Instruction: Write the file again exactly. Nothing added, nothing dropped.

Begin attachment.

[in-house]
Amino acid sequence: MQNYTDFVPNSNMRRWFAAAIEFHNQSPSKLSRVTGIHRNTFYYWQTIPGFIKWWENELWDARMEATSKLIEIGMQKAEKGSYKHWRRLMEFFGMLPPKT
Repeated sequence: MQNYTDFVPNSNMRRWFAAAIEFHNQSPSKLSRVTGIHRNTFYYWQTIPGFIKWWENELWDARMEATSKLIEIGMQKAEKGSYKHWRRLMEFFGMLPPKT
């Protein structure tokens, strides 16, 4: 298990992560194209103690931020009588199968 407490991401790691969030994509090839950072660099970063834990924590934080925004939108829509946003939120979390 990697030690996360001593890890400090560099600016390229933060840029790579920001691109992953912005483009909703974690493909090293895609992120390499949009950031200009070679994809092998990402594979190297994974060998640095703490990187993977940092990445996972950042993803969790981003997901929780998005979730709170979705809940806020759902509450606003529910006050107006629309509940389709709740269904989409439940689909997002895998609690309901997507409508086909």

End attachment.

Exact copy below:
[in-house]
Amino acid sequence: MQNYTDFVPNSNMRRWFAAAIEFHNQSPSKLSRVTGIHRNTFYYWQTIPGFIKWWENELWDARMEATSKLIEIGMQKAEKGSYKHWRRLMEFFGMLPPKT
Repeated sequence: MQNYTDFVPNSNMRRWFAAAIEFHNQSPSKLSRVTGIHRNTFYYWQTIPGFIKWWENELWDARMEATSKLIEIGMQKAEKGSYKHWRRLMEFFGMLPPKT
């Protein structure tokens, strides 16, 4: 298990992560194209103690931020009588199968 407490991401790691969030994509090839950072660099970063834990924590934080925004939108829509946003939120979390 990697030690996360001593890890400090560099600016390229933060840029790579920001691109992953912005483009909703974690493909090293895609992120390499949009950031200009070679994809092998990402594979190297994974060998640095703490990187993977940092990445996972950042993803969790981003997901929780998005979730709170979705809940806020759902509450606003529910006050107006629309509940389709709740269904989409439940689909997002895998609690309901997507409508086909």